Samson Raphaelson, the screenplay adapter behind ‘The Shop Around the Corner’ and one of Lubitsch’s most prolific and loved collaborators, recounts this exchange with Lubitsch in a May 1981 piece in the New Yorker. It is sweet and fearful – and rather sad. (Lubitsch says…)
“A movie – any movie, good or bad – ends up in a tin can in a warehouse; in ten years it’s dust….You’re smart [to Samson, who was a playwright] that you stick with the theatre, Sam. What college teaches movies? But drama is literature. Your plays are published. Someday a student gets around to you – you have a fighting chance.”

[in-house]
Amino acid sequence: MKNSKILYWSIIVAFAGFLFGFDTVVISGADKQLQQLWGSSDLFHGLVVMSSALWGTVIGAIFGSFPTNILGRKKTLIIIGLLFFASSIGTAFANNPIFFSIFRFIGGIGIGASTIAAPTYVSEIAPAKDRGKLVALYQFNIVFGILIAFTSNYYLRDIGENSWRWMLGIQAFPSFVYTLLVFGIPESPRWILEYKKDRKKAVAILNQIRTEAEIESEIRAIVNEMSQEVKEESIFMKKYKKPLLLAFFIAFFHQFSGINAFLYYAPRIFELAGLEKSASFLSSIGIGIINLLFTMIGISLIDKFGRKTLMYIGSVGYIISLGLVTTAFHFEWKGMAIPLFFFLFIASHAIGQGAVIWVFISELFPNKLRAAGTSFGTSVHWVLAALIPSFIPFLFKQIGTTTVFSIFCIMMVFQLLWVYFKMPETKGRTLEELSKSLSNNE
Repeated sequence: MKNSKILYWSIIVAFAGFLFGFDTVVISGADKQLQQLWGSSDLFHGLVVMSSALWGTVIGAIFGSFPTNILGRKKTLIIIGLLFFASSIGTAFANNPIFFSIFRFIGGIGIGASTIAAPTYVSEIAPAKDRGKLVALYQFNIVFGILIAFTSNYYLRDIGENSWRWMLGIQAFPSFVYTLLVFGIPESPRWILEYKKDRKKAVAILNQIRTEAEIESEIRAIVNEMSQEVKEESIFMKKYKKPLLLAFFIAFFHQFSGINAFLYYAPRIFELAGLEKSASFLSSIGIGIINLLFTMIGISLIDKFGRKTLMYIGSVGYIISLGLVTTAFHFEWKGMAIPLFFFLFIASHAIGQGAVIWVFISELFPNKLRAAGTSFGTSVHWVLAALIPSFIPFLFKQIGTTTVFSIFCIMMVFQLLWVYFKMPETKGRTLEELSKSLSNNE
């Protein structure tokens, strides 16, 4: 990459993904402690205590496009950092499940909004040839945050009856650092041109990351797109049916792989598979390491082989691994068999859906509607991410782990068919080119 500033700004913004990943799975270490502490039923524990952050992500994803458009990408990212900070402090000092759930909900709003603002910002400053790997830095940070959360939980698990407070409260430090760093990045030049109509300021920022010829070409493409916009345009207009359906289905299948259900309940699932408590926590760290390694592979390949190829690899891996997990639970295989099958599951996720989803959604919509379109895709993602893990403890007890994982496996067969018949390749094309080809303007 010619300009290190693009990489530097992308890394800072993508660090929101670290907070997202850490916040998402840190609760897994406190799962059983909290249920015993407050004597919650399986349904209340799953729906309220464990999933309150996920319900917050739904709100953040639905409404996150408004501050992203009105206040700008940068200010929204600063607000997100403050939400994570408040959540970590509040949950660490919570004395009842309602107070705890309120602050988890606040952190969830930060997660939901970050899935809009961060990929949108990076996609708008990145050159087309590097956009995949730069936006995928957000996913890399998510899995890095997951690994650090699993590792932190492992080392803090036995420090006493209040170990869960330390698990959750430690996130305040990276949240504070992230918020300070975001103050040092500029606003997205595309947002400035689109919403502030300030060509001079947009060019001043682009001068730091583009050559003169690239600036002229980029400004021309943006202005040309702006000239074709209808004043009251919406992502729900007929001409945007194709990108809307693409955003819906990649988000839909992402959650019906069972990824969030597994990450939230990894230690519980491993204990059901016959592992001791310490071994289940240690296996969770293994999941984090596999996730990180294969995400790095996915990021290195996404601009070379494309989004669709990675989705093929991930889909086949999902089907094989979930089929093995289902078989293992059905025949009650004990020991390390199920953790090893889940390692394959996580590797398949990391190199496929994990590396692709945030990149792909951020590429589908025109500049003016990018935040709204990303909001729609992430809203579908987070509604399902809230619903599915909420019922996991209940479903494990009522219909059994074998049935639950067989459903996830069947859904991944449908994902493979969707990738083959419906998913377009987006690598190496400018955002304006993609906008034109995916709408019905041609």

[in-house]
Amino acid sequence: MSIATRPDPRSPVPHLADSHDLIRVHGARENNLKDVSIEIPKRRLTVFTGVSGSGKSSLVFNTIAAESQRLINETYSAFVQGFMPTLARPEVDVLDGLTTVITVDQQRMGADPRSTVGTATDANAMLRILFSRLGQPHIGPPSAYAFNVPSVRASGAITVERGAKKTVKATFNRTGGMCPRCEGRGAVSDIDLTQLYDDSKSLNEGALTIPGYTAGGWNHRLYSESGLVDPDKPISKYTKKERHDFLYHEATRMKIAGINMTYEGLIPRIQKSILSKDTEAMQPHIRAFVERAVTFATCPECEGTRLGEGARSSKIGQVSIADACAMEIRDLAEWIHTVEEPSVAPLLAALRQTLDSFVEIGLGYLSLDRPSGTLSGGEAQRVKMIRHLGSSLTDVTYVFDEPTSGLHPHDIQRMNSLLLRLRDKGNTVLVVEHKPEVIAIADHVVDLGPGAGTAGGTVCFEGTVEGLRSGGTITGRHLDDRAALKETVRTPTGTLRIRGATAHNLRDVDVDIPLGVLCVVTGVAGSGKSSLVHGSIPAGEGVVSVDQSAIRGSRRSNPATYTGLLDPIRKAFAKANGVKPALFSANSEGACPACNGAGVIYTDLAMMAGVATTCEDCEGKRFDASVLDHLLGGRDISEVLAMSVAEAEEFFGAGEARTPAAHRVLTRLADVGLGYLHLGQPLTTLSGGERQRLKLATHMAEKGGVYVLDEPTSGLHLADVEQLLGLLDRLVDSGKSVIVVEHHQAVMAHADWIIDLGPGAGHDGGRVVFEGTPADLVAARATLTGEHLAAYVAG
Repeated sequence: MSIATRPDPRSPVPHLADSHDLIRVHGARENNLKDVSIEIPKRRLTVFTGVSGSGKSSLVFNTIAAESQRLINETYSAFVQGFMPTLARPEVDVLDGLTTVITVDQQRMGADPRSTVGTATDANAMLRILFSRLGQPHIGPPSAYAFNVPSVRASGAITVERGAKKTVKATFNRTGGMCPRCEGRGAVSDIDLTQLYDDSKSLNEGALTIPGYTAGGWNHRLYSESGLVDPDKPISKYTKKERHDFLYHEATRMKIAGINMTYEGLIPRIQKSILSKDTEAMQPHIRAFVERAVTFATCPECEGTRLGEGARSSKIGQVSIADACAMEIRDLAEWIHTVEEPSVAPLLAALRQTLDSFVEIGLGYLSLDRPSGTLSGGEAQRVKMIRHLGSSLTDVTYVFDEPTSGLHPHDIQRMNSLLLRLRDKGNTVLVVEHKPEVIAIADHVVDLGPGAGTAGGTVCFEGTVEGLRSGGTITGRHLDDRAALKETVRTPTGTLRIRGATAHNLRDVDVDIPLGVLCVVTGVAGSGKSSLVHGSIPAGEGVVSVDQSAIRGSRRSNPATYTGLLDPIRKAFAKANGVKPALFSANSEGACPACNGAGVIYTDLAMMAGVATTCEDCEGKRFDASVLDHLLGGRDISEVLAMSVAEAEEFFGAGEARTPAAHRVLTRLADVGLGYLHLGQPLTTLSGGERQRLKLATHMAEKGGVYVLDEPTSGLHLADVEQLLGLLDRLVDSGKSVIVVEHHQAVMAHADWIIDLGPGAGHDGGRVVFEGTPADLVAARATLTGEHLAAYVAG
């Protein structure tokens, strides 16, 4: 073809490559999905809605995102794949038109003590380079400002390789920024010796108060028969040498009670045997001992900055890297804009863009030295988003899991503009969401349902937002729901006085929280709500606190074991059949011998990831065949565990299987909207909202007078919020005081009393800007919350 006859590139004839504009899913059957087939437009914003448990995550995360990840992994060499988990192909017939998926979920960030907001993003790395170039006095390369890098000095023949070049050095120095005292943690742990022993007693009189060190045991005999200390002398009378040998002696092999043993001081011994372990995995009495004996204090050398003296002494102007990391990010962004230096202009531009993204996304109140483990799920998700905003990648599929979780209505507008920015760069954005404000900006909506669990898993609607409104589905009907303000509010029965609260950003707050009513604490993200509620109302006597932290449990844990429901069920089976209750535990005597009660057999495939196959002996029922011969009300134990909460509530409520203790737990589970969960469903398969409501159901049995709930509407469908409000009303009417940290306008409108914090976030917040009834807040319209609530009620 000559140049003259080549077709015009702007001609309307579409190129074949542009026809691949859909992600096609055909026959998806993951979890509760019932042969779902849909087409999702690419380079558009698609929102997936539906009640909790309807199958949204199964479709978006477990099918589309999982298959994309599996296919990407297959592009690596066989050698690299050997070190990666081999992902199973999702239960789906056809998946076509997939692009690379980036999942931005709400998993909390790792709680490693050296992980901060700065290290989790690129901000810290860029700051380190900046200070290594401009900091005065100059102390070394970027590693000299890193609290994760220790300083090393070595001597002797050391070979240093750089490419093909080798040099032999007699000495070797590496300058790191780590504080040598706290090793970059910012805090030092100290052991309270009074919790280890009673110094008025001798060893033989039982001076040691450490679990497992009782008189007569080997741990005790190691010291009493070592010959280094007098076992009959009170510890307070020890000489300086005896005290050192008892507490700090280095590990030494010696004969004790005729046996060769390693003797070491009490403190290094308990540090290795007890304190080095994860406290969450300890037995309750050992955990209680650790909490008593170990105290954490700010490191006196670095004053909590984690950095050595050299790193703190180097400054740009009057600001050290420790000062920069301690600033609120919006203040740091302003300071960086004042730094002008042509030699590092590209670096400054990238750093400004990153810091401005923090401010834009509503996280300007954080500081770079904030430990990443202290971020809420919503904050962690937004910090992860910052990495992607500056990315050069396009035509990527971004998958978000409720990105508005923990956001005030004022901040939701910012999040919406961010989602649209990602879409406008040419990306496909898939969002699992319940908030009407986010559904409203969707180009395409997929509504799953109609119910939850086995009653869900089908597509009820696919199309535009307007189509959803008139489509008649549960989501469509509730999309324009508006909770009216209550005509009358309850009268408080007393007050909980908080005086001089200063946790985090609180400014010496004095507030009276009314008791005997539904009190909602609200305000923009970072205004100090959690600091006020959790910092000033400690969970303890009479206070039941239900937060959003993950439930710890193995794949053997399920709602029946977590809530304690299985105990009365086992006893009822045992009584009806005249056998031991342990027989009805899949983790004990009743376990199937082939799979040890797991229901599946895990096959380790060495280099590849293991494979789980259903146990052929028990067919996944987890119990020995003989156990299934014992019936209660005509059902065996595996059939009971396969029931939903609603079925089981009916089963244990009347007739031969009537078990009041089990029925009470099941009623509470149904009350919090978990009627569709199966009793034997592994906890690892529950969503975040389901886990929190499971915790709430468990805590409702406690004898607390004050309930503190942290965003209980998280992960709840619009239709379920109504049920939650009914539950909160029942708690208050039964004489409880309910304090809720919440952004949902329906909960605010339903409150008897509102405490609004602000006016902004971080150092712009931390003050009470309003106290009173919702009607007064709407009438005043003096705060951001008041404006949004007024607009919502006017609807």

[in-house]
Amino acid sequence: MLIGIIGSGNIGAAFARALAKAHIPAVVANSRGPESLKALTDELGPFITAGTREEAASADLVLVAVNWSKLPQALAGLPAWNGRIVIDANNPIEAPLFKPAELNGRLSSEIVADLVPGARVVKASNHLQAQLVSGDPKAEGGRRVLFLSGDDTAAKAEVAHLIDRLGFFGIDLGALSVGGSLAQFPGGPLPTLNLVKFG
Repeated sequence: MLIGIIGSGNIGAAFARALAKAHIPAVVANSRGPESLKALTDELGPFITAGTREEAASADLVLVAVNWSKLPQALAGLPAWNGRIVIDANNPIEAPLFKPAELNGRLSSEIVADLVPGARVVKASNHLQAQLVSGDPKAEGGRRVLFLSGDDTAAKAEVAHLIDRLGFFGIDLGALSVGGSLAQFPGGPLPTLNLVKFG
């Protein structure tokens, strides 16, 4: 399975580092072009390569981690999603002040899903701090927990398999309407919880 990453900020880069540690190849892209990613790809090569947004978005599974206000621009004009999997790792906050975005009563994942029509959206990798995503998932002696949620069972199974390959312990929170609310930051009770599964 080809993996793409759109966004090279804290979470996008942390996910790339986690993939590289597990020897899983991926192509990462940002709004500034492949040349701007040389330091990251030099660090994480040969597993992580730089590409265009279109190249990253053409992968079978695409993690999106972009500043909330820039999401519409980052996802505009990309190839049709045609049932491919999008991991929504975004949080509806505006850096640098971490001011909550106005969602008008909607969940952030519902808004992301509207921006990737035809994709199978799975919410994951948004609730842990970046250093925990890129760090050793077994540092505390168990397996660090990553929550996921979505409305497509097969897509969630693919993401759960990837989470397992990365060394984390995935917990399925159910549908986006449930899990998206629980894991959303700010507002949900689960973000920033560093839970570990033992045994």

Thank God, is all I can say, that Lubitch’s dark prophecy – of being forgotten, his movies unwatched and unappraised – did not come to pass. Thank God that a director with a vision as wonderful, as warming, and as beautiful as Lubitsch’s does get his due, his “fighting chance”. And thank god for some things that technology brought out of dusty tin cans, and to lonelyhearts in the ilk of Klara and Kralik everywhere.**
*The reference to Peter Bogdanovich’s blog was added on Wednesday 27th March 2013, as an edit.
** This reference to Raphaelson’s New Yorker piece was added on Wednesday 27th March 2013, as an edit. Felt I had to :-)